Big Ears in Knoxville — arguably the most important experimental music festival in the country right now — serves as the backdrop for this ongoing documentary exploration of how artists create, how audiences listen, and the connections between them. Rock Fish Stew embedded a team of documentarians in downtown Knoxville for Big Ears 2014 and 2015, covering shows but also seeking images you don’t normally see, and insights from musicians, fans, piano tuners, townspeople, and more. The story is deeply rooted in the town of Knoxville, a perfect if surprising home for the most ambitious music festival in America.
The project arose in 2014, when Big Ears returned after a four year hiatus. It features a variety of musicians including minimalist pioneer Steve Reich, Radiohead’s Jonny Greenwood as a composer and guitarist, along with The National’s Bryce Dessner, Wilco’s Glenn Kotche and Nels Cline, Canadian throat singer Tanya Tagaq, electronic music composer Holly Herndon, and many others.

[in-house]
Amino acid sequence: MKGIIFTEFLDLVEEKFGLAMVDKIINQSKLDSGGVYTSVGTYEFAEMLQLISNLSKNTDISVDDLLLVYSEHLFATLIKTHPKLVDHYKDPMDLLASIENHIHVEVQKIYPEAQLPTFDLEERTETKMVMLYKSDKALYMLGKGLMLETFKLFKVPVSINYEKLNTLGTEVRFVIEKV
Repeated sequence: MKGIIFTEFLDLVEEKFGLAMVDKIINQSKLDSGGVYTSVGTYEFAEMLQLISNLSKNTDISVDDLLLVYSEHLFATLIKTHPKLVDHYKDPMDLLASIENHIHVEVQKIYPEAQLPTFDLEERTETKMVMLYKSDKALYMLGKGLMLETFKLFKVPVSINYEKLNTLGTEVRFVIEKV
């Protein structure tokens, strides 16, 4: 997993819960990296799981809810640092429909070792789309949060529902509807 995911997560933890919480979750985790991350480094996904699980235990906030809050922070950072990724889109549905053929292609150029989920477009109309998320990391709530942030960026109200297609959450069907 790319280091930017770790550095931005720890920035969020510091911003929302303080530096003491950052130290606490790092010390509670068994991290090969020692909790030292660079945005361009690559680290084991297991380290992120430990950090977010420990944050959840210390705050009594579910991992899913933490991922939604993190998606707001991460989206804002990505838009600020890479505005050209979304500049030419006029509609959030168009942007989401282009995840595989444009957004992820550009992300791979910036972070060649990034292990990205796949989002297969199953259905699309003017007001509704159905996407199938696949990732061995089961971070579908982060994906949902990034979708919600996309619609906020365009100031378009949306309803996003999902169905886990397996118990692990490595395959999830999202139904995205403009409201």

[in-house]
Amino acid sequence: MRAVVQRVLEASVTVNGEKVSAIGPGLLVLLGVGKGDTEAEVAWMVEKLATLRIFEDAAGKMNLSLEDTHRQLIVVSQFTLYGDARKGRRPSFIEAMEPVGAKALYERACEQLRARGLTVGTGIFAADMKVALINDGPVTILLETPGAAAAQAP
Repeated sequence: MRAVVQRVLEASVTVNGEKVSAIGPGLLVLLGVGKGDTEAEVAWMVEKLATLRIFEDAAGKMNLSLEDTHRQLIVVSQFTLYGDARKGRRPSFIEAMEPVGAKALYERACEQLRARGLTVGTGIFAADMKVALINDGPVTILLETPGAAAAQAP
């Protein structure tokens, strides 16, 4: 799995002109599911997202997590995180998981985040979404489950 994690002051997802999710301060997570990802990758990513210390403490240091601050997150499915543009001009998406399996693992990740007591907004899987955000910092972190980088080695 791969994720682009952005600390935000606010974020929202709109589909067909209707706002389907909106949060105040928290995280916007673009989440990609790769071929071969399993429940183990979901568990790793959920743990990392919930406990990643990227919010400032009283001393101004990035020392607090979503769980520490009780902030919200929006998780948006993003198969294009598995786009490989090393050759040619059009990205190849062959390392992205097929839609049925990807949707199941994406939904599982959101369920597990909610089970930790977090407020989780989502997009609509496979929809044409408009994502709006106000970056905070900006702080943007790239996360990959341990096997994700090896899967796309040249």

As in Bull City Summer and The Jazz Loft Project, the outcomes are diverse and numerous. This project has already featured prominently in our Paris Review series Big, Bent Ears, where we released a 50-minute film on esteemed experimental trio Nazoranai, and ruminated on a shoot with the Jonny Greenwood and the Wordless Music Orchestra. We are in the process of creating an art installation at the Contemporary Art Museaum (CAM) in Raleigh, which will open in May. We will create an experimental film to be shown at Big Ears 2016. And ultimately we will produce a feature film.
To donate to this project, go HERE to our page at the Southern Documentary Fund.
A day after Big Ears was over, March 31, 2014, Ben Ratliff described it in the New York Times.
Also on March 31, Christopher R. Weingarten wrote expansively about it in Rolling Stone.
Then, a few days later, Ratliff and Weingarten discussed Big Ears on the New York Times Artsbeat popcast.